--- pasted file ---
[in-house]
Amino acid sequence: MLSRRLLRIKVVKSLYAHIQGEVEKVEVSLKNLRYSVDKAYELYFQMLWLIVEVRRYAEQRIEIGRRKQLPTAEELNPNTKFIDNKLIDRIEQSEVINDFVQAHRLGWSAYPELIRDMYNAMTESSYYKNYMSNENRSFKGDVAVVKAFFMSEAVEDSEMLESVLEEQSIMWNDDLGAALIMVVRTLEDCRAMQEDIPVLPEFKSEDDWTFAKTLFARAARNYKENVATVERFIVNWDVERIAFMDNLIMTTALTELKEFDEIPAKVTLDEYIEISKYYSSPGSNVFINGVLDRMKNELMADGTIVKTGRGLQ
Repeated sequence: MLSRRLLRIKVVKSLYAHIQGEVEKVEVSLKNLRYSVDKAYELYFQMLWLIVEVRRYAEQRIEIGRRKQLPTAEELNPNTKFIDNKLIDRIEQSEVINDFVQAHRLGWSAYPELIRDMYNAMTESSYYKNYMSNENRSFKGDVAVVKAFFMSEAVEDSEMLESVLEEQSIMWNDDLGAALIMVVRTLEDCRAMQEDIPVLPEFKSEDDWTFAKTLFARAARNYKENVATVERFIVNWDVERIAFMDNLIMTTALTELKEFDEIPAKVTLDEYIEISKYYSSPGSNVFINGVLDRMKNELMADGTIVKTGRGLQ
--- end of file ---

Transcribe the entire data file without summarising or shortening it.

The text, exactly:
[in-house]
Amino acid sequence: MLSRRLLRIKVVKSLYAHIQGEVEKVEVSLKNLRYSVDKAYELYFQMLWLIVEVRRYAEQRIEIGRRKQLPTAEELNPNTKFIDNKLIDRIEQSEVINDFVQAHRLGWSAYPELIRDMYNAMTESSYYKNYMSNENRSFKGDVAVVKAFFMSEAVEDSEMLESVLEEQSIMWNDDLGAALIMVVRTLEDCRAMQEDIPVLPEFKSEDDWTFAKTLFARAARNYKENVATVERFIVNWDVERIAFMDNLIMTTALTELKEFDEIPAKVTLDEYIEISKYYSSPGSNVFINGVLDRMKNELMADGTIVKTGRGLQ
Repeated sequence: MLSRRLLRIKVVKSLYAHIQGEVEKVEVSLKNLRYSVDKAYELYFQMLWLIVEVRRYAEQRIEIGRRKQLPTAEELNPNTKFIDNKLIDRIEQSEVINDFVQAHRLGWSAYPELIRDMYNAMTESSYYKNYMSNENRSFKGDVAVVKAFFMSEAVEDSEMLESVLEEQSIMWNDDLGAALIMVVRTLEDCRAMQEDIPVLPEFKSEDDWTFAKTLFARAARNYKENVATVERFIVNWDVERIAFMDNLIMTTALTELKEFDEIPAKVTLDEYIEISKYYSSPGSNVFINGVLDRMKNELMADGTIVKTGRGLQ